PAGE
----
BOEHNER: I have a good --

BLITZER: Because you were -- you were almost -- you were very close to a deal that would have solved a lot of these problems.

BOEHNER: Listen, I have a very good relationship with the president. That doesn't mean we agree on everything. And when you look at some of the nonsense that's gone on in the campaign here over the last couple of weeks, you begin to scratch your head.

Somebody has got to speak English. And I'm not afraid to do it.

BLITZER: On the middle class, he -- you and he agree on one thing, that 98 percent of American households, they should continue paying the current rate, the Bush tax cuts. That is a, you know, a foregone conclusion.

Where you disagree is on the top 2 percent, making more than $250,000 a year.

So here's the question: why not get the middle class, folks making under $250,000, off the table, pass that, extend that?

He says he's willing to sign that into law right away. Most Americans would then no longer have to worry about a tax increase. And then later, you can fight over the top 2 percent.

BOEHNER: Well, Ernst & Young came out with a study earlier this week that made clear that the president's plan to tax the so-called top 2 percent will cost our economy about 700,000 jobs. We all know that almost half that income from that top 2 percent are small businesspeople who run their businesses as pass-through entities.

So, they end up paying their business taxes as part of their personal tax. And this is the wrong thing to do.

BLITZER: But why not just get the -- you know, where you agree, agree, and then fight over the 2 percent later?

BOEHNER: Well, you probably will recall that in 2009, 2010, when Democrats had the White House, they had big majorities in the House, a big majority in the Senate, they couldn't pass that president's plan. They couldn't do it.

Why? Because the votes aren't there. The votes are there, Democrats and Republicans, in a bipartisan way, to extend all of the current tax rates. In this economy, as fragile as it is, raising taxes on Americans, especially American small businesspeople, is a monumental mistake.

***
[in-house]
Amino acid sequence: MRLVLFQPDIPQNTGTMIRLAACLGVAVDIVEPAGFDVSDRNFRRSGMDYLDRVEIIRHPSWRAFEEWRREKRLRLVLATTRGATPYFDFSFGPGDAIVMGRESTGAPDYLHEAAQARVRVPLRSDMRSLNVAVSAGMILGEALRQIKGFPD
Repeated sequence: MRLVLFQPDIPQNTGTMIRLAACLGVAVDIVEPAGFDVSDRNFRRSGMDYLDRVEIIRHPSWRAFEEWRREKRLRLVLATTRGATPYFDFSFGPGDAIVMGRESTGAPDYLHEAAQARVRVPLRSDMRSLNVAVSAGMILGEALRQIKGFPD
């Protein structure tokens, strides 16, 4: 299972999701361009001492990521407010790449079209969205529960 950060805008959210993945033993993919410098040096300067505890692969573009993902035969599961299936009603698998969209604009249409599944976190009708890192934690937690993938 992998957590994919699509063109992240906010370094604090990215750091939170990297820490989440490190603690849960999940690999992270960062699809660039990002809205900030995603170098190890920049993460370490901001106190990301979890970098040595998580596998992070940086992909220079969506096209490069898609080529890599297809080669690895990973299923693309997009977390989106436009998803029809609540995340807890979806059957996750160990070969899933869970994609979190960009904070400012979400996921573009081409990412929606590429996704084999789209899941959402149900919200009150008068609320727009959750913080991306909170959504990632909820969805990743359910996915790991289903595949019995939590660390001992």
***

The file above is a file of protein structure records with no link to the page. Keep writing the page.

BLITZER: I understand that. But I'm just saying, the argument they make is you're holding 98 percent of the American people -- American households -- hostage in order to make sure that the richest Americans don't get a tax hike.

BOEHNER: That -- well, no, that's what they say.

BLITZER: That's what I said.

BOEHNER: What I'm trying -- well, what I'm trying to do is to protect all Americans and keep our focus on what the American people want us focused on, and that's the economy and jobs. And if we're serious about getting the economy going and creating jobs, we need to extend all the current tax rates.

BLITZER: So there's no way you're going to just separate the 98 percent, a vote tomorrow, next week --

BOEHNER: It would be the wrong --

BLITZER: -- next month?

BOEHNER: -- it would be the wrong thing for the country to do.

BLITZER: And so what are your -- looking ahead to the lame duck session, assuming nothing happens between now -- do you think annoying is going to happen between now and the election?

BOEHNER: The House will extend all of the current tax rates. We'll do this in a couple of weeks. We'll send it over to the Senate and hope that they act. And there's no reason to hold our economy hostage because no one knows what the tax rates are going to be come next year. They could act as early as September.

BLITZER: One of your members, Michele Bachmann and four other Republicans, they wrote a letter to the State Department deputy inspector-general raising questions about one of Secretary of State Hillary Clinton's top aides, Huma Abedin. I know you've condemned this, but tell me what you think about this, because, to me, as someone who knows Huma for 20 years, I mean, it's pretty outrageous.

BOEHNER: Well, you know, I don't know her, but everything that I know about her makes it clear that she's got a sterling character. I'm not sure what the basis of these claims may be, but this is dangerous stuff to be throwing around without a lot of facts.

And, frankly, there are enough legitimate issues that we need to work with here in town, here in Washington, that I just am very concerned about the direction that this thing takes.

BLITZER: Have you spoken to Congresswoman Bachmann about this?

BOEHNER: I have not had a chance to talk to her, but I expect I will soon.

BLITZER: And if you -- and what would you say to her? What will you say to her? Give us a little flavor.

BOEHNER: Well, I expect that she'll offer to me why this came about. But again, these are dangerous accusations. And if somebody had the facts, they should have put the facts out there.